Above: The domestic charcuterie plate at UnWined wasn’t bad and the very reasonably priced Vocoret 2006 Forêt really hit the spot.
Somehow we ended up at UnWined (don’t trust Google maps to get you there, btw) where I found an impressive list of big, bold barriqued California wines and two bottlings I could actually drink: the Vocoret 2006 Forêt Premier Cru and the Venica 2006 Collio. We opted for the former because it was already chilled since they are also currently serving it by the glass. (Check out Eric’s article on Chablis. I wish Raul at UnWined would take Eric’s advice: “Because good Chablis is subtle, it is crucial not to serve it too cold, which will mask the flavors. Barely cool is just about right.”)
Feeling compelled to drink something local, I also asked for the “least barriqued” Pinot Noir by the glass on the list and was served a Candela 2006. The staff at UnWined was very friendly and knowledgeable about the list (they told me they decant nearly every red wine served by the bottle, the “Cabs” and “Zins” needing extra time to open up, said our server).
Above: Céline Dijon (aka Verena Wiesendanger) did the dance of the Momie last night. For a change, I played Jean-Luc Retard’s (aka Dan Crane’s aka Björn Türoque’s) killer 70s-era SG instead of my John Carruthers custom Sunburst Tele with mint-green pickguard.
It was just one of those nights: the gig was strange but fun and we ended up back at the hotel drinking beers and laughing too loudly. I’m lucky to be in a band with folks whose company I really enjoy sharing. Ryan (aka Morris “Mars” Chevrolet) reminded me that — on stage and off — the music is ALWAYS fun.
You might have heard I run with a dangerous crowd
We ain’t too pretty we ain’t too proud
We might be laughing a bit too loud
But that never hurt no one
Tonight at Spaceland in LA is sure to be a fun one, too. I can’t wait to see all my old friends and be reunited with that gorgeous lady of mine.
This morning, one of my favorite wine bloggers, Brooklynguy, stopped by Do Bianchi and inquired about Movia’s Puro (yesterday, I posted a photo of Jon Erickson of Jaynes Gastropub disgorging a bottle of the traditional method sparkling wine).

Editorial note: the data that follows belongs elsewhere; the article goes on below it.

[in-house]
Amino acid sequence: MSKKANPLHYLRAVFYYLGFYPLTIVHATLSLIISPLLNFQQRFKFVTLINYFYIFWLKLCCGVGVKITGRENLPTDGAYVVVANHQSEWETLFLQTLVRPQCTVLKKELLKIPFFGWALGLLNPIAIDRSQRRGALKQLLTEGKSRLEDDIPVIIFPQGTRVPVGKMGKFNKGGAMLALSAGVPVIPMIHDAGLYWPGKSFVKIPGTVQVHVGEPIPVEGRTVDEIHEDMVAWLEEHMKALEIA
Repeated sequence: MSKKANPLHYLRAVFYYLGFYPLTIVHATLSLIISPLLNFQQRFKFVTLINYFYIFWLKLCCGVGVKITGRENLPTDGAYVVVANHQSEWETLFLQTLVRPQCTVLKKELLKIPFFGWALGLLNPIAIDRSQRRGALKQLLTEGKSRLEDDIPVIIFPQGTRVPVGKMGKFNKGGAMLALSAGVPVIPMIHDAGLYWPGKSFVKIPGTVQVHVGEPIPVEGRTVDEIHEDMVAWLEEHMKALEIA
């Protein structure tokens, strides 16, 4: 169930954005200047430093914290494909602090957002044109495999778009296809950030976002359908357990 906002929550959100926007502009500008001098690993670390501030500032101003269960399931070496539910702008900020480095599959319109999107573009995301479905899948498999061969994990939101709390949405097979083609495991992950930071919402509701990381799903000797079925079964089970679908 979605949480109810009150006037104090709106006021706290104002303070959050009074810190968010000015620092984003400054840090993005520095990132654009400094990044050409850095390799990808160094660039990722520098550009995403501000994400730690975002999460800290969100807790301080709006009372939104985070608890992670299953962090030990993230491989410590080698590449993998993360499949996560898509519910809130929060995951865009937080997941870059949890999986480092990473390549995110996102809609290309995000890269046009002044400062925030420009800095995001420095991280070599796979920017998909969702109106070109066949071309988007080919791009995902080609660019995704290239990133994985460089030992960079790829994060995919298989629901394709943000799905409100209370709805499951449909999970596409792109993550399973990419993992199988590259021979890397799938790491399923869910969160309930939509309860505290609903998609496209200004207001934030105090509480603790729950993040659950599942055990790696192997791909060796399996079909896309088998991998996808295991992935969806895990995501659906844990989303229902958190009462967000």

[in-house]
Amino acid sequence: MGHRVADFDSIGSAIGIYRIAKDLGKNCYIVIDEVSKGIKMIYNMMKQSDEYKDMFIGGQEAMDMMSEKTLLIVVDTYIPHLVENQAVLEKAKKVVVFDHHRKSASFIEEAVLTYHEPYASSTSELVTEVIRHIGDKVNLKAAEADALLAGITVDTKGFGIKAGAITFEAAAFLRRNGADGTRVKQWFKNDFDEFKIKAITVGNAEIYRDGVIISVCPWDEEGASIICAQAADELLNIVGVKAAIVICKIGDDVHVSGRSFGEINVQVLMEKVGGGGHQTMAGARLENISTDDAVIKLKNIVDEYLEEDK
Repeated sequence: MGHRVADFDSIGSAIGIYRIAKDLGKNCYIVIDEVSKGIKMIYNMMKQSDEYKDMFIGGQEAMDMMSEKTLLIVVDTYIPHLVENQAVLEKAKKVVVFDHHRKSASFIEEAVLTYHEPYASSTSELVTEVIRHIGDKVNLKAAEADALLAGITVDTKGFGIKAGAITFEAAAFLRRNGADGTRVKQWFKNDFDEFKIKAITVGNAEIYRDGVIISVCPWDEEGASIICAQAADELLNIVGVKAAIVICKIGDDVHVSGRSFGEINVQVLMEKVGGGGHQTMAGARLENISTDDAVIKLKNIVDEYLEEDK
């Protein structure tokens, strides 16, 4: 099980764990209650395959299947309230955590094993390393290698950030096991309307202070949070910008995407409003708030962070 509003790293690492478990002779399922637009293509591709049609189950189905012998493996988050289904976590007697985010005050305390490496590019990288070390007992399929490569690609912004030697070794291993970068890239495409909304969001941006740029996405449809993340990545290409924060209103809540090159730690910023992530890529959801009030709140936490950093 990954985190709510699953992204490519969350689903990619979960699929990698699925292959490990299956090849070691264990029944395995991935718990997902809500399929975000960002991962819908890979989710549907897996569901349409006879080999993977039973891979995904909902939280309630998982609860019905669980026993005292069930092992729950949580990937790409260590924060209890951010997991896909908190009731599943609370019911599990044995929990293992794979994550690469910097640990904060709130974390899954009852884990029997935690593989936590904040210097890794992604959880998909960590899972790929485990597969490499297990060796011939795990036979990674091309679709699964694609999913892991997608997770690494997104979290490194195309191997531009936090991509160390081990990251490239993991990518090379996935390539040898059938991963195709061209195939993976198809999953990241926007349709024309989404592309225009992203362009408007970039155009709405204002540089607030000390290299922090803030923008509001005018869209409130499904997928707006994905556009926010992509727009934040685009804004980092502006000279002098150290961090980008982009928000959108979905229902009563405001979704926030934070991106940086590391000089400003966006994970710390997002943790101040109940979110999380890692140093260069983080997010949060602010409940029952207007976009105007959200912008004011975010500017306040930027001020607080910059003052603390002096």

The unusual thing about this wine is that Aleš Kristančič of Movia does not disgorge the wine before release. If handled properly, the wine is stored upside down so that the sediment settles in the neck of the bottle. In order to disgorge it, you place the bottle upside down in a vessel filled with water (ideally a clear punch bowl or similar), you hold the cork in one hand as you gently twist the bottle with the other, and when the sediment is released into the water, you turn the bottle right side up. As long as the sediment has settled entirely in the neck before disgorging, the wine will be clear (not cloudy).
Earlier this year, I found this YouTube video of an Italian sommelier disgorging a bottle (note that he has another bottle positioned upside down in a black cardboard tube that Movia now ships with the wine):
It looks like it’s hard to do and the first time you do it, your instinct is that the bottle is going to “backfire” toward you. But it’s actually really easy and while Nous Non Plus was staying at Movia in April, Aleš had each of us disgorge a bottle (even the girls and the drummer). I know that at least one NYC retailer of Italian wines sends out erroneous instructions about disgorging the wine: despite what the so-called “Italian wine experts” claim, you DO NOT NEED TO FREEZE THE SEDIMENT IN THE NECK of the bottle. You simply need to store the bottle upside down at your preferred serving temperature (I like my Puro at “cellar” temperature, not overly chilled).
He makes it look easy (and it is): Jean-Luc Retard (vox, bass) aka Dan Crane aka Björn Türoque disgorges a bottle of Movia Puro Rosé during a break from our recording session in May. We didn’t have a punch bowl so we used the sink in the studio’s kitchen. Björn is a veteran Air Guitar champ: check out his website.